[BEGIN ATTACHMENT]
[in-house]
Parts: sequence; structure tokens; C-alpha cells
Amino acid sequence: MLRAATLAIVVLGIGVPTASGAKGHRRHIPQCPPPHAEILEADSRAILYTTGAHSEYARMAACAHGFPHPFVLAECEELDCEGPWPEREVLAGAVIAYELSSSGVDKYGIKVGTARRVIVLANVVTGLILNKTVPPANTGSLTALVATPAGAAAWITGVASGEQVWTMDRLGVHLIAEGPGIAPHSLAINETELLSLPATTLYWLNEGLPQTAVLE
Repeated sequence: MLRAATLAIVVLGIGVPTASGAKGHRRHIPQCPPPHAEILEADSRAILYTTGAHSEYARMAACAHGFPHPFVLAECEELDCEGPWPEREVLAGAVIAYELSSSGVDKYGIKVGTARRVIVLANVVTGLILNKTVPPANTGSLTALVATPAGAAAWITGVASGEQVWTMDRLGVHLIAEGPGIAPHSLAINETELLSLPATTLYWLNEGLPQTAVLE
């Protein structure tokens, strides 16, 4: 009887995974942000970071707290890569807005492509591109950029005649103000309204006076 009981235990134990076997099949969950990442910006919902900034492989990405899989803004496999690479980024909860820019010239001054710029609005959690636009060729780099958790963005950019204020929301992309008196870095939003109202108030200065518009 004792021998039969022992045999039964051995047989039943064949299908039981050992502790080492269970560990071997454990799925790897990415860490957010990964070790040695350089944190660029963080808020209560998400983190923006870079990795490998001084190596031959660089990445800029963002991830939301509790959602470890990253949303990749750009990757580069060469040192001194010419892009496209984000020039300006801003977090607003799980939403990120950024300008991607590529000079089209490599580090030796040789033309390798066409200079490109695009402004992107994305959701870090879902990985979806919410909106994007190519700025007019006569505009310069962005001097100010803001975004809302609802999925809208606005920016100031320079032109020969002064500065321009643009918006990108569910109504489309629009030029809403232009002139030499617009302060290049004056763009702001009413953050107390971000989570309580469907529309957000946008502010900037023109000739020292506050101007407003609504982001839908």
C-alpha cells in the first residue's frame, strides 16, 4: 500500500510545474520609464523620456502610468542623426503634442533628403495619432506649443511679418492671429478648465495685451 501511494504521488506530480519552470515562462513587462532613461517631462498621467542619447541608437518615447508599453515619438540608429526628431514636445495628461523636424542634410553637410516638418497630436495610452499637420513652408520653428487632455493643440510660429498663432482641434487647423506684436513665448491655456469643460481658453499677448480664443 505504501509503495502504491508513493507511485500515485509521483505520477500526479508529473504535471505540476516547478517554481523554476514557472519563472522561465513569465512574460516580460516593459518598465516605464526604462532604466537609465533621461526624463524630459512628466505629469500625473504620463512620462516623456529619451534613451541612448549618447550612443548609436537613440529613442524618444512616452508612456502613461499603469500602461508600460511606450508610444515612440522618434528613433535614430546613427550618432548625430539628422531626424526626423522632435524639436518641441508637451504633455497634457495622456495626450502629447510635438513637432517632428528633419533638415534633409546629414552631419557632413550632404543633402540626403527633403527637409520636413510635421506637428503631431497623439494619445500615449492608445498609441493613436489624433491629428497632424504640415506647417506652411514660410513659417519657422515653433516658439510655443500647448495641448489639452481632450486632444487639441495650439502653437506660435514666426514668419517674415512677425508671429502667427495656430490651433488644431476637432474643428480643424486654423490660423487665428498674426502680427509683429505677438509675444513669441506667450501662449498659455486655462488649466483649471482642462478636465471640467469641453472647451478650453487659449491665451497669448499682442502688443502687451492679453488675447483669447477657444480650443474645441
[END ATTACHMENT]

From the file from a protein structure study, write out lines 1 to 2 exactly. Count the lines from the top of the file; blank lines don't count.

[in-house]
Parts: sequence; structure tokens; C-alpha cells